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'Leaguethink' still exists

Join senior editor Vic Ketchman as he tackles the fans' tough questions.

Nick from South Kingstown, RI:
What, in your opinion, is the necessary percentage of the revenue that needs to be shared among the teams for the Jaguars to be safe in Jacksonville and competitive for a long time?

Vic: Wayne Weaver was seeking a 34 percent share of the local revenue. In other words, he wanted each team to contribute 34 percent of its local revenue to a pool, the sum of which would be divided equally among the league's 32 teams. It became obvious in this week's meetings that sharing local revenue was a concept that wouldn't get done, so, nine teams began caucusing yesterday on alternative strategies. In the end, a hybrid of those strategies was accepted by the ownership and got the whole thing done. As I said all along, when the owners agreed to a revenue-sharing strategy, we would immediately have a CBA extension, and that's exactly what happened. I can't tell you what the Jaguars' need is percentage-wise to show a profit and remain competitive, but I can tell you that without some sort of revenue-sharing plan that was acceptable to Weaver, the Jaguars would not have been able to field a competitive team. The revenue-sharing plan to which Weaver and 29 other owners agreed on Wednesday night is a victory for the Jaguars and other small-market, low-revenue teams because it acknowledges the need for sharing and it establishes a means for doing it. You gotta start somewhere.

Eric from Fayetteville, NC:
All of these teams are taking players off their rosters to make cap room but I don't see the Jags even blinking. I know their cap is healthy but does this mean the Jags are intact for the 2006 season? Nothing but upgrades this year?

Vic: It means the Jaguars are considerably under the salary cap and don't have to cut anybody for reasons based on anything other than football performance. Nothing but upgrades? Yeah, that's a good way to put it.

Jon from Durham, NC:
If it's about the money, how would you have sold revenue-sharing to the big-market teams?

Vic: I would've sold it the same way Pete Rozelle presented it and sold 40 years ago: Pooling the revenue is best for the league. It's a philosophy of "leaguethink" and 40 years later it's still working. That's what the league's owners did on Wednesday night. They confirmed that "leaguethink" still exists.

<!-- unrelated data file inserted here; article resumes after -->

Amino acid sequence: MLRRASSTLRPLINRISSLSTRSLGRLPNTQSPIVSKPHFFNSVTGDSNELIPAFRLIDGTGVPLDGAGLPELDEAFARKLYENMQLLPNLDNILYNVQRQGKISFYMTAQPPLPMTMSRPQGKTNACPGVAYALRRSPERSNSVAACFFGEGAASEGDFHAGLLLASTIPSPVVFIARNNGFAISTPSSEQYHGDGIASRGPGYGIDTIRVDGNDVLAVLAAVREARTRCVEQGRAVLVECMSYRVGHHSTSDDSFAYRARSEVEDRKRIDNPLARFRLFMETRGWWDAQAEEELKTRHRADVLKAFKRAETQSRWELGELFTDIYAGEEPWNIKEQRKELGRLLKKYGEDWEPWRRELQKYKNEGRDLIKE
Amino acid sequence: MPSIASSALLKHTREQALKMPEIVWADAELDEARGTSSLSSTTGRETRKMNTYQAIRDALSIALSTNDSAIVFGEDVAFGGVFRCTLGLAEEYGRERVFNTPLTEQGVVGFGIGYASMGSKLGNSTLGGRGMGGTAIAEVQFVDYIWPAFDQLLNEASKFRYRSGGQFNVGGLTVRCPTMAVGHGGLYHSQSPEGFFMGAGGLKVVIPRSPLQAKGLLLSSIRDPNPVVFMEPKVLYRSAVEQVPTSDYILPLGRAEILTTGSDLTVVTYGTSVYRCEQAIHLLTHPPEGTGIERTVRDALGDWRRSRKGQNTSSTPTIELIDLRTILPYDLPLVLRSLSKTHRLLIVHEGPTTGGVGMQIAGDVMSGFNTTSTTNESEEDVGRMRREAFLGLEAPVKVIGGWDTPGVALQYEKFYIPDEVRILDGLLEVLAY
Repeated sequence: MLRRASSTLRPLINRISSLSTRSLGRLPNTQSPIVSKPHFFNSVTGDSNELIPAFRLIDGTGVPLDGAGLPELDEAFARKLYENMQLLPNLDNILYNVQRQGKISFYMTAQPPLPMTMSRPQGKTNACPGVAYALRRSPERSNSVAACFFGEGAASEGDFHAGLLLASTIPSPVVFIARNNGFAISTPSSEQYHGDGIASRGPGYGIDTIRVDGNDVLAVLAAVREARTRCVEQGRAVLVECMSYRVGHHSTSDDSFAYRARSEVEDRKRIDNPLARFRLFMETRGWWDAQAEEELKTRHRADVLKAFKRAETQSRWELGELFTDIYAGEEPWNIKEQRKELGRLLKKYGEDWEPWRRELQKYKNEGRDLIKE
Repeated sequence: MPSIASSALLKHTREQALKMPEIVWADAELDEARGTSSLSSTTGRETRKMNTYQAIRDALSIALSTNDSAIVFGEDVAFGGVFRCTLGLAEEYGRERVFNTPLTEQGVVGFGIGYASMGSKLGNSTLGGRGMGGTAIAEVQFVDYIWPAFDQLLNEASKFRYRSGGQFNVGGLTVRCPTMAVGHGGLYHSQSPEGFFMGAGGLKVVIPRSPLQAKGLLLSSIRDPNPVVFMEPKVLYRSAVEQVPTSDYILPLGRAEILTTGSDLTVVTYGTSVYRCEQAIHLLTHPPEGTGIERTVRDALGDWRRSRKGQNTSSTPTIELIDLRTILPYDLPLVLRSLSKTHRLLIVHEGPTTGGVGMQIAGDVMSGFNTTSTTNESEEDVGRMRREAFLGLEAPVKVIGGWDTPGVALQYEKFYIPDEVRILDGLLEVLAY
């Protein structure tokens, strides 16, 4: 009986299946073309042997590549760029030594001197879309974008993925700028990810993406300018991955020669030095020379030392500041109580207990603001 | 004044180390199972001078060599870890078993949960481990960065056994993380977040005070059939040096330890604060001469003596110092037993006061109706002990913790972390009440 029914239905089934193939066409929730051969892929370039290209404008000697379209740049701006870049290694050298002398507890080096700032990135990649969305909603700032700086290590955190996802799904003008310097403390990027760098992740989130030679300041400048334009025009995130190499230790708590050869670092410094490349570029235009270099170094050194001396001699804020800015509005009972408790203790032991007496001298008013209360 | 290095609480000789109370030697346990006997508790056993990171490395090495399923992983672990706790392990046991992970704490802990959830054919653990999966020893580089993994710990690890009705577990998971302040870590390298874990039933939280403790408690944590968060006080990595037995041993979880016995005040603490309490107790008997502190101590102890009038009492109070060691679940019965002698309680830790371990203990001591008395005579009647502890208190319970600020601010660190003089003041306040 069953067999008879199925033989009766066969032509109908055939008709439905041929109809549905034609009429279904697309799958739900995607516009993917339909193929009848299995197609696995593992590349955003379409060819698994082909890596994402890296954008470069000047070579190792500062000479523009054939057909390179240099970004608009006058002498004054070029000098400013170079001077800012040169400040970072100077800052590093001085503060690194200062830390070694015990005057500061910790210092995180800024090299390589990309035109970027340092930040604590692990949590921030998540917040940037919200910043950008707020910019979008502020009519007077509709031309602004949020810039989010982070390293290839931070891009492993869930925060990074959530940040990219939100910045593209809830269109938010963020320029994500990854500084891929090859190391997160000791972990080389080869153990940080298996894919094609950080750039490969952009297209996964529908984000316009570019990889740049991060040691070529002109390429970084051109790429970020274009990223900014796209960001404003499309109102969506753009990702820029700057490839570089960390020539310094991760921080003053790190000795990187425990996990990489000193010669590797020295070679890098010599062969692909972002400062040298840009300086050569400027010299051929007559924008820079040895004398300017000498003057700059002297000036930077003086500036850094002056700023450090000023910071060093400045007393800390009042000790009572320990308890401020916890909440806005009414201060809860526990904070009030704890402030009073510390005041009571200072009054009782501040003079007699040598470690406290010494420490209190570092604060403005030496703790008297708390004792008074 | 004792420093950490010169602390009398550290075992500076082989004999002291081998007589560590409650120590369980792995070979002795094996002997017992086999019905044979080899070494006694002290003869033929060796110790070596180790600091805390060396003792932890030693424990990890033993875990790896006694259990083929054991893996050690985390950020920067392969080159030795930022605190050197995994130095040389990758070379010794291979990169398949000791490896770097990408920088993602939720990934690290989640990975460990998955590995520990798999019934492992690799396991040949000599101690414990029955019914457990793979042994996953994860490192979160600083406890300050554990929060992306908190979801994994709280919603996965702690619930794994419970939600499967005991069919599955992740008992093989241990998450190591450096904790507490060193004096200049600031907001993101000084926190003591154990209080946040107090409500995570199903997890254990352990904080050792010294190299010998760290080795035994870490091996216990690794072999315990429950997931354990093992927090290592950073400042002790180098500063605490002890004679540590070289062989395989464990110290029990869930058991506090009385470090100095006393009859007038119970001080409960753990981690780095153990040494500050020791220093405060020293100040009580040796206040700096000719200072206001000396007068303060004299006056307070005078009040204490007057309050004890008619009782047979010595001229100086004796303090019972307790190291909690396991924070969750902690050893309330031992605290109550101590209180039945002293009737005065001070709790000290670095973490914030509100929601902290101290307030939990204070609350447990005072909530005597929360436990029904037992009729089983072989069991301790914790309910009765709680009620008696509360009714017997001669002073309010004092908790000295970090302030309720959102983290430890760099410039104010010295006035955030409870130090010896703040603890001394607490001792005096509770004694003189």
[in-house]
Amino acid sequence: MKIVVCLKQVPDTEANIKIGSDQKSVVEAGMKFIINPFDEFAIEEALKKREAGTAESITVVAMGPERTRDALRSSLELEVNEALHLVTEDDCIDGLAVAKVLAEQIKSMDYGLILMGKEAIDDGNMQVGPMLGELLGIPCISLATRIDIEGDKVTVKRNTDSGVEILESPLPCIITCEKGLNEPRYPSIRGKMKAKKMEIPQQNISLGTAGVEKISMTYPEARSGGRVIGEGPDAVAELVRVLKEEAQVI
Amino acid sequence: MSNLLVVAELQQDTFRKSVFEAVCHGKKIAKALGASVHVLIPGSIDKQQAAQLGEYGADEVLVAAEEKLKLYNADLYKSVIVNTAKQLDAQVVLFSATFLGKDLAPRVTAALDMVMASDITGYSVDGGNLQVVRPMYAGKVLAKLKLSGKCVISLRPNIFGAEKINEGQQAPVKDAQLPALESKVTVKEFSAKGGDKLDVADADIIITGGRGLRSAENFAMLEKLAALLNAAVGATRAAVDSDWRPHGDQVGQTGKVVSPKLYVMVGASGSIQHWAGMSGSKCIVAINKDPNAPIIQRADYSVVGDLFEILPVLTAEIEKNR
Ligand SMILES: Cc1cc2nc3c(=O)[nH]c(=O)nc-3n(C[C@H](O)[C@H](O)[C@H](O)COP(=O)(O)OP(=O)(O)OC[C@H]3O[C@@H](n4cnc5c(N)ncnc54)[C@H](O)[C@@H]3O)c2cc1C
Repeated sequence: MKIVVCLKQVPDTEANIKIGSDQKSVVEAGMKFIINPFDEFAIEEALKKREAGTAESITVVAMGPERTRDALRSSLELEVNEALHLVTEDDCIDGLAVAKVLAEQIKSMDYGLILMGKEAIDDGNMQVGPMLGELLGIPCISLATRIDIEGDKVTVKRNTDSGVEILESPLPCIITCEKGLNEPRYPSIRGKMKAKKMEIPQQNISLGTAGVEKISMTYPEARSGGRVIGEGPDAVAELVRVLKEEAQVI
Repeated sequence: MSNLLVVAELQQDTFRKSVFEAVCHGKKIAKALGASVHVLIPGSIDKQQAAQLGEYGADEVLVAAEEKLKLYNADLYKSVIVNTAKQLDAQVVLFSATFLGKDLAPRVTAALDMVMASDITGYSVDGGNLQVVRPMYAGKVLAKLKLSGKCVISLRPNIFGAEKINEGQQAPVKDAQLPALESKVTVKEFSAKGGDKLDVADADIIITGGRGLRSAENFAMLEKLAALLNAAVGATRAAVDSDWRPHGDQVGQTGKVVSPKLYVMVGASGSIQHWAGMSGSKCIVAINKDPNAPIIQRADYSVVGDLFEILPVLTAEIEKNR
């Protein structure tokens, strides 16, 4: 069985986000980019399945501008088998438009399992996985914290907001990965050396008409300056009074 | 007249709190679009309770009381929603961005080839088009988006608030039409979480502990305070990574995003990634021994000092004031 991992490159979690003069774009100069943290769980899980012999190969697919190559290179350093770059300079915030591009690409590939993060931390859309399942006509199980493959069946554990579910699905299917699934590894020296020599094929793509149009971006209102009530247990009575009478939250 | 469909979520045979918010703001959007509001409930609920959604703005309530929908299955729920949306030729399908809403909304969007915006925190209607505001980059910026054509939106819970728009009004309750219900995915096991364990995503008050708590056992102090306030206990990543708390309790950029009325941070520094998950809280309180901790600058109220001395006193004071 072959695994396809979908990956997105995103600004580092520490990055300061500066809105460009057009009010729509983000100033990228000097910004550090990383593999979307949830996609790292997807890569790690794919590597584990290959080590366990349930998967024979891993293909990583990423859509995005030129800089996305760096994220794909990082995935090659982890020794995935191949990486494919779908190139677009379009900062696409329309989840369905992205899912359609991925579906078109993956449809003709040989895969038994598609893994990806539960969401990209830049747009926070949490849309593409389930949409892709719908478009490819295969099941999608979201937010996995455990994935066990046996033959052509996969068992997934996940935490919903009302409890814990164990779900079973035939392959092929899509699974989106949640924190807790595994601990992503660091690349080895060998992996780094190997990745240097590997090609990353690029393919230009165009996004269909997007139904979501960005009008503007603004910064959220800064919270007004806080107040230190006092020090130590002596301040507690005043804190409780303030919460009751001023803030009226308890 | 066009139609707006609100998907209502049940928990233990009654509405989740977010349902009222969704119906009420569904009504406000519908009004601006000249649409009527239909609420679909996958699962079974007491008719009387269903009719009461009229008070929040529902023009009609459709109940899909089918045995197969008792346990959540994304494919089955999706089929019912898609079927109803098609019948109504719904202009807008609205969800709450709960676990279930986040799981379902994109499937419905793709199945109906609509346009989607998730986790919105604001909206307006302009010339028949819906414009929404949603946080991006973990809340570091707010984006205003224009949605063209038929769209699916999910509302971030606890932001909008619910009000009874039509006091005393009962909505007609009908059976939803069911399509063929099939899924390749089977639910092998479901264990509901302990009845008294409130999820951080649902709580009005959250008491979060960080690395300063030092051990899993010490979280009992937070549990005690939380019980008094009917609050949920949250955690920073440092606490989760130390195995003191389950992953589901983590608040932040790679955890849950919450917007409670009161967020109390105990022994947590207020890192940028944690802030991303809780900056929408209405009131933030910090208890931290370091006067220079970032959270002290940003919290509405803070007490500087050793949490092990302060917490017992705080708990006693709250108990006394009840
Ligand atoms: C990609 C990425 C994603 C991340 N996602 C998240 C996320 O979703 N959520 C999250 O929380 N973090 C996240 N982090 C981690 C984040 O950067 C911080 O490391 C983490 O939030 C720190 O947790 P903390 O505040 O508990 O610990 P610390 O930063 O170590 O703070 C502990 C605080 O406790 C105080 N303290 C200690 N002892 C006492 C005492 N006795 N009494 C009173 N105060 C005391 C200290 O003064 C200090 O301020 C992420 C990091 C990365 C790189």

Cory from Jacksonville:
How hard do you believe in drafting the best available player? Are there exceptions?

Vic: Why do we have to go through this every year? Why can't we understand that all plans require a degree of flexibility. That's what settled the CBA/revenue-sharing issue, the willingness of the owners to be flexible. Yeah, there are exceptions to the BAP philosophy, but the fundamental premise on which that philosophy is built is that you must retain the value of the pick you have. If Sammy Baugh is available when it's your turn to pick, but you already have Johnny Unitas, then the smart thing to do is trade out of that spot and recoup the value Baugh's availability should return in the way of draft picks. If you can't work that deal, then maybe you should draft Baugh first and then trade him, as the Chargers did with Eli Manning. Sometimes you gotta call their bluff, huh? In my opinion, the thing you don't wanna do is pass on Baugh, draft an average player at a position of need and let one your competitors draft Baugh. Is that so difficult to understand? Ben Roethlisberger is the perfect example. It would've been so much better if the Jaguars could've worked a trade with someone who wanted Roethlisberger. I'll never understand why the Bills didn't jump at that opportunity. It was a major mistake.